Ancient Lives at the British Museum
AllofUs were asked to work with the British Museum to help tell the story of eight mummies via a series of linear and interactive exhibits. The mummies were scanned using CT scanners which produce thousands of 2D image slices.
Working with the Museum curators and specialist third-party software, the slices were transformed into photo-realistic volumetric models. Working with interpretation staff and curators we crafted storyboards that would take visitors on a journey through the anatomy, and contents of the eight mummies.
Full-HD renders of the volumetric models were then produced inline with the storyboards. We layered key content messages using a simple typographical treatment over the renders and added a final step of post-production using After Effects to highlight key areas and to grade the overall output.
Seven of these HD sequences were turned into interactive exhibits which allow visitors to experience the content at their own pace; slowing down, speeding up, pausing and reversing where desired. The control mechanic had to be as intuitive as possible to cater for the wide range of visitors that the British Museum attracts. We embedded capacitive touch pads under circular grooves in the bespoke information panels placed in front of each the 46" digital displays. I wrote a simple algorithm to convert circular movement around the touch surface into linear momentum in the digital content.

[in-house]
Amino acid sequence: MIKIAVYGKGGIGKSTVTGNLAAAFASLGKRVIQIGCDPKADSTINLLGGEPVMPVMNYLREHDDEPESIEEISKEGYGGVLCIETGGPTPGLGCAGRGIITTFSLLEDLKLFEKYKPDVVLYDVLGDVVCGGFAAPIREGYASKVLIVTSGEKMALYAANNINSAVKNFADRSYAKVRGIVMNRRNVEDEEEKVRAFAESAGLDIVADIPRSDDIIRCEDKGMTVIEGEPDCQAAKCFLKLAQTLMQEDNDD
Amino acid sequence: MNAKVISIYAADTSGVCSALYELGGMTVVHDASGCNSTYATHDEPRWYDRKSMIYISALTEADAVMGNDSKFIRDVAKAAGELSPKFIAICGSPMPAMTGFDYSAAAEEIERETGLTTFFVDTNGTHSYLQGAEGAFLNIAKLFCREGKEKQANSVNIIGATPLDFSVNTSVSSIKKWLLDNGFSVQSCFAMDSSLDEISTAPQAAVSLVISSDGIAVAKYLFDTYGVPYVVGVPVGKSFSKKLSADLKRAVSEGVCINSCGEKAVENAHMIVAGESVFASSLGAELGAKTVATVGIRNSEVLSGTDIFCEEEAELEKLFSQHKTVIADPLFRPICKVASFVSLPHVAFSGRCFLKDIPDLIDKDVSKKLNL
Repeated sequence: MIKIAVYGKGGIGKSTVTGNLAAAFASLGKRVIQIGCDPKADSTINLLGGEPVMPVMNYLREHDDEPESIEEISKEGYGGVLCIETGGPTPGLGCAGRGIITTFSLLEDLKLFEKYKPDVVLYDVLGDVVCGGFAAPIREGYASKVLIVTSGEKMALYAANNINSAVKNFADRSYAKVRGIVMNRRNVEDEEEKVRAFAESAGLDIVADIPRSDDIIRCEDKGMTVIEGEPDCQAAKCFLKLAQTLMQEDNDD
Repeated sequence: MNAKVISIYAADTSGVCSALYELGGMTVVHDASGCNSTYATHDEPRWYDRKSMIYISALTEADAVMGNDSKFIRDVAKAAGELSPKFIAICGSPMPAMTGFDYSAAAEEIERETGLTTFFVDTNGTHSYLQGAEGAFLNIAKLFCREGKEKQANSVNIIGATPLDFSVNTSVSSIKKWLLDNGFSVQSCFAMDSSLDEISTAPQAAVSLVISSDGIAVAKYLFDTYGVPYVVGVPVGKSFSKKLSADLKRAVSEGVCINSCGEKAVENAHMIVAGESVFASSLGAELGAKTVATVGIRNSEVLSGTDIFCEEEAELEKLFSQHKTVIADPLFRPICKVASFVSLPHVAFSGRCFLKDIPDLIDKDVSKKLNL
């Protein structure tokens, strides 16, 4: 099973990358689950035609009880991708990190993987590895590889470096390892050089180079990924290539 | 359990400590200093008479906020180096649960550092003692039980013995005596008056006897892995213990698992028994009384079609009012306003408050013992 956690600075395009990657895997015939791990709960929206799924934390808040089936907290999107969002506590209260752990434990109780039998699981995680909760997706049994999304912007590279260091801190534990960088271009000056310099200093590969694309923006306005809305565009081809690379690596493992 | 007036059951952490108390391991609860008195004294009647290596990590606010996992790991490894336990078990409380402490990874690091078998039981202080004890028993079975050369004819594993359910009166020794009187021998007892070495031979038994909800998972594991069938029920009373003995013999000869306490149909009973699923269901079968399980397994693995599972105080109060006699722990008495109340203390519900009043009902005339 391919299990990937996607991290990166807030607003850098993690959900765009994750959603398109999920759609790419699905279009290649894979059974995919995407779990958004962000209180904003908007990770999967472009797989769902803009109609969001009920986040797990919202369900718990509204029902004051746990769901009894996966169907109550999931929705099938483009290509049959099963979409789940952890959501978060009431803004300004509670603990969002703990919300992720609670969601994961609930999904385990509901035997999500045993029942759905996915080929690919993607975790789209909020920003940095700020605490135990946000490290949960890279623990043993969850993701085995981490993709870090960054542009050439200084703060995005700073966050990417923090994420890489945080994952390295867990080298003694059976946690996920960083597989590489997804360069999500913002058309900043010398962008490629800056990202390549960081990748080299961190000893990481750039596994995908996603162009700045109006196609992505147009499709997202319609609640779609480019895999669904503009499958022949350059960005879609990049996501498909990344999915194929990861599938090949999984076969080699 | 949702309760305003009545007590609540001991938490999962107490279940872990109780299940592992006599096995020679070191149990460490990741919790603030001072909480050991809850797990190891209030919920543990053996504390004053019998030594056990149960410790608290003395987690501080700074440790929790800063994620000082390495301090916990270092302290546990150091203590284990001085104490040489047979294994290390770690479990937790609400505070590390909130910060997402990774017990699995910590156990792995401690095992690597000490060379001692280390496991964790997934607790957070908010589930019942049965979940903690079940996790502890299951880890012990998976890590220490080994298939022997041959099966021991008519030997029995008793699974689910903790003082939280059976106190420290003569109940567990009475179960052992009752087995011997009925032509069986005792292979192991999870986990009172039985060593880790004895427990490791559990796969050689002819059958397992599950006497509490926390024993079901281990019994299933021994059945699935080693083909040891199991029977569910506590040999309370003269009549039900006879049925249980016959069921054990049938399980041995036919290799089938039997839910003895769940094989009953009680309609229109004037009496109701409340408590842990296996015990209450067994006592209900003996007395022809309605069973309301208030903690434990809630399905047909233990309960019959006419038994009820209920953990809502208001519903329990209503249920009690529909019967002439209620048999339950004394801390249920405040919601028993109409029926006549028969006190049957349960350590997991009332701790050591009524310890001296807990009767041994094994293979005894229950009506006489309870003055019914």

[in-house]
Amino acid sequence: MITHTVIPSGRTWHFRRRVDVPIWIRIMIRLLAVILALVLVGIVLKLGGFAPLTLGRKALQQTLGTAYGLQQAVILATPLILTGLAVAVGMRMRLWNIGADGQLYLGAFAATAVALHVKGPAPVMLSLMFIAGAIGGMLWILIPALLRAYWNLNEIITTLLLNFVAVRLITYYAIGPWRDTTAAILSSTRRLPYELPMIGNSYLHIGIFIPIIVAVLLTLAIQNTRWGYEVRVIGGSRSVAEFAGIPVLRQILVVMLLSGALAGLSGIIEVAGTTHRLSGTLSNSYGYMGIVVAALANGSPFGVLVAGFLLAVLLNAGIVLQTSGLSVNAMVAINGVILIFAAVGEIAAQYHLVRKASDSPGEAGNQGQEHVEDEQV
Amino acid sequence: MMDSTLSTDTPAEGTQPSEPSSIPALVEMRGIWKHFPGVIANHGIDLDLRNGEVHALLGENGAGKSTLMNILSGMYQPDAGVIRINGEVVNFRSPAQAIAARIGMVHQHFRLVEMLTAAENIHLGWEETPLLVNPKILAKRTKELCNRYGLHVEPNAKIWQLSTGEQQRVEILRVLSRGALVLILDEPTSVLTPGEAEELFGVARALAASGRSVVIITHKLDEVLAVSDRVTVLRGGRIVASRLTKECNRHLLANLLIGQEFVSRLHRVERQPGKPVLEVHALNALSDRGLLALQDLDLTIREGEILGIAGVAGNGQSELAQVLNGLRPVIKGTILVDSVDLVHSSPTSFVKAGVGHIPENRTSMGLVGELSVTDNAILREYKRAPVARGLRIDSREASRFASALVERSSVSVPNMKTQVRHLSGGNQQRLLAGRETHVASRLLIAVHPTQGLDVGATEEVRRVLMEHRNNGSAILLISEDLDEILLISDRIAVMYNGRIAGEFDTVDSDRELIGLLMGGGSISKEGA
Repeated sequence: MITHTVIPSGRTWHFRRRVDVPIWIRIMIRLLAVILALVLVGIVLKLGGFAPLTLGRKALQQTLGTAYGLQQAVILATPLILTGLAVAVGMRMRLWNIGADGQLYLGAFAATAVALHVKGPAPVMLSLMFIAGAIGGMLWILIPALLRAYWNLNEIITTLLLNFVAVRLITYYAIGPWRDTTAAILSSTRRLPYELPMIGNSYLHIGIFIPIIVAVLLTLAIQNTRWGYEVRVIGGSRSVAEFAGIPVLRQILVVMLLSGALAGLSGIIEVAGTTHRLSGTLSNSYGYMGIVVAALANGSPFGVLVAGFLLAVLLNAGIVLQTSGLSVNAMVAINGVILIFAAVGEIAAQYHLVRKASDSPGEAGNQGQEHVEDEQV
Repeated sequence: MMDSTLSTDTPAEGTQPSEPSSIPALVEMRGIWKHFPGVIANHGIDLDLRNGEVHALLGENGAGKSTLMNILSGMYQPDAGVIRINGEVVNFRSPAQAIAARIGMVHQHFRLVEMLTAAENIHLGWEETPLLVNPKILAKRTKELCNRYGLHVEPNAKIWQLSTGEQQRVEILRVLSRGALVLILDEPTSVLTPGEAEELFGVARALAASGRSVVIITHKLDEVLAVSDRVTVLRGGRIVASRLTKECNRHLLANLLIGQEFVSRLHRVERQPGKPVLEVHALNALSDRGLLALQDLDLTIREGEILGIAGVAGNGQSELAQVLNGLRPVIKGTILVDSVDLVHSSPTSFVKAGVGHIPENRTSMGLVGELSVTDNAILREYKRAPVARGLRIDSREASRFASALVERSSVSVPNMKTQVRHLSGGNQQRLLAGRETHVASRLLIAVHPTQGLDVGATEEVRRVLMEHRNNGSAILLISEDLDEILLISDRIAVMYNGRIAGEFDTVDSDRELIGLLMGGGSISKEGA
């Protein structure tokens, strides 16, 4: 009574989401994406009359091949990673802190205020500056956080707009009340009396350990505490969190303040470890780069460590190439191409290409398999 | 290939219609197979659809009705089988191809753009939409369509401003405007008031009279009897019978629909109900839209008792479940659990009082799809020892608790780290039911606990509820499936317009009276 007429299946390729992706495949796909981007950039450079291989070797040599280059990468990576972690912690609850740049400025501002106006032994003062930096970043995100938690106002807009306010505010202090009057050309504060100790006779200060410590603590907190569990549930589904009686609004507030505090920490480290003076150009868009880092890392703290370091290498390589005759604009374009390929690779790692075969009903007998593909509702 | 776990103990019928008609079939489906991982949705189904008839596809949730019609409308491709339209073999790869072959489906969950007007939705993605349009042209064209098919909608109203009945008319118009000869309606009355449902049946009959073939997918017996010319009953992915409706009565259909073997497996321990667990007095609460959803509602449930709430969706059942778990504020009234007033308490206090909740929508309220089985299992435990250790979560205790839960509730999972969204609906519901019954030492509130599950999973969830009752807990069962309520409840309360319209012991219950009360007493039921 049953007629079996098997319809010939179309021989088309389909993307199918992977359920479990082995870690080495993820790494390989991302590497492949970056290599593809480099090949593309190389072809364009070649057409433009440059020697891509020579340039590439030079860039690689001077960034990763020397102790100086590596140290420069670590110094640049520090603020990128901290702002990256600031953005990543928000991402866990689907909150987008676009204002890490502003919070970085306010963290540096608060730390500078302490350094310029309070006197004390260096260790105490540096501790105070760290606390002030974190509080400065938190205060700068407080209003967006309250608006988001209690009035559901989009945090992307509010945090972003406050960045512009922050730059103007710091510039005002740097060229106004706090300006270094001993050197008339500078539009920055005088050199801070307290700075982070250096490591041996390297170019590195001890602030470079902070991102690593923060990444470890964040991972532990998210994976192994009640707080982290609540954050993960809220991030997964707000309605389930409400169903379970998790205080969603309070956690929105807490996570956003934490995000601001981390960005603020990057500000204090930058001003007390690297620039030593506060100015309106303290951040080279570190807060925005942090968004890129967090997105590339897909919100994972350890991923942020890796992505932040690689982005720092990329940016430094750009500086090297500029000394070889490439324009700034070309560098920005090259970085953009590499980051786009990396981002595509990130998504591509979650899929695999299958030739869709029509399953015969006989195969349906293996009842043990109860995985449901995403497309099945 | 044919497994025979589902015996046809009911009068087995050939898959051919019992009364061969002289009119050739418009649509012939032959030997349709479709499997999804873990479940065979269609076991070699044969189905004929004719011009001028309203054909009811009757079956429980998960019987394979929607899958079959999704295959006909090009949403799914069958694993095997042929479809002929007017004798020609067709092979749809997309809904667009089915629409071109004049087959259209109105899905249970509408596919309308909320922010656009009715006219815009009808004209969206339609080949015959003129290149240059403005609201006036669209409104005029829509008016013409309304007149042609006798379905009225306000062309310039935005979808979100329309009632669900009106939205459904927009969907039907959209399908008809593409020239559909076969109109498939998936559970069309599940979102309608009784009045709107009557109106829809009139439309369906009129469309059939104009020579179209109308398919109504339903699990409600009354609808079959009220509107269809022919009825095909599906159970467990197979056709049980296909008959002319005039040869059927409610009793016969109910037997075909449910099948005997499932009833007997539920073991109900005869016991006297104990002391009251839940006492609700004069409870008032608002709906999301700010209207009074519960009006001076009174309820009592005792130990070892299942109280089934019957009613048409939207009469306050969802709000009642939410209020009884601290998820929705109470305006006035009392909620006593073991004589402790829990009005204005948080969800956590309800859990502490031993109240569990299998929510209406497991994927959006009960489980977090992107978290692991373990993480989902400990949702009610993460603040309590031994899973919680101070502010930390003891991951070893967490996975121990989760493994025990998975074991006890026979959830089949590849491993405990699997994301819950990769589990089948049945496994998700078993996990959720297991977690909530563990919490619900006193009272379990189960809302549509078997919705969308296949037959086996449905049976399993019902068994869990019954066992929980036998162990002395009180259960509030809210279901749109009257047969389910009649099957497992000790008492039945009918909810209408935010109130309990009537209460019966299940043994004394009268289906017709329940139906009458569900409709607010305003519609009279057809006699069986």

The software was built using openFrameworks. Each of the 7 interactives consists of around 3000 HD images. Early tests with scrubbing through video gave poor results so I developed a threaded system for buffering, loading and clearing images as a sequence. Using SSD hard drives meant that the bottleneck here was not in loading images from the hard drive but in uploading textures to the GPU. To optimise this process, I converted all images to uncompressed TGA format and used an openGL pixel buffer object to upload textures to the GPU. TGA files are larger than compressed formats like PNG or JPG but don't require an un-compression step before being sent to the graphics card. The result was super smooth animation at both high and low user input speeds.
I used a 64 bit PC version of openFrameworks (https://github.com/liquidzym/openframeworks_X64) in order to be able to exceed the 4GB RAM limit imposed on 32bit applications. I also used https://github.com/rezaali/ofxUI to develop a custom UI for tweaking parameters.
All objects and IP remain the copyright of the British Museum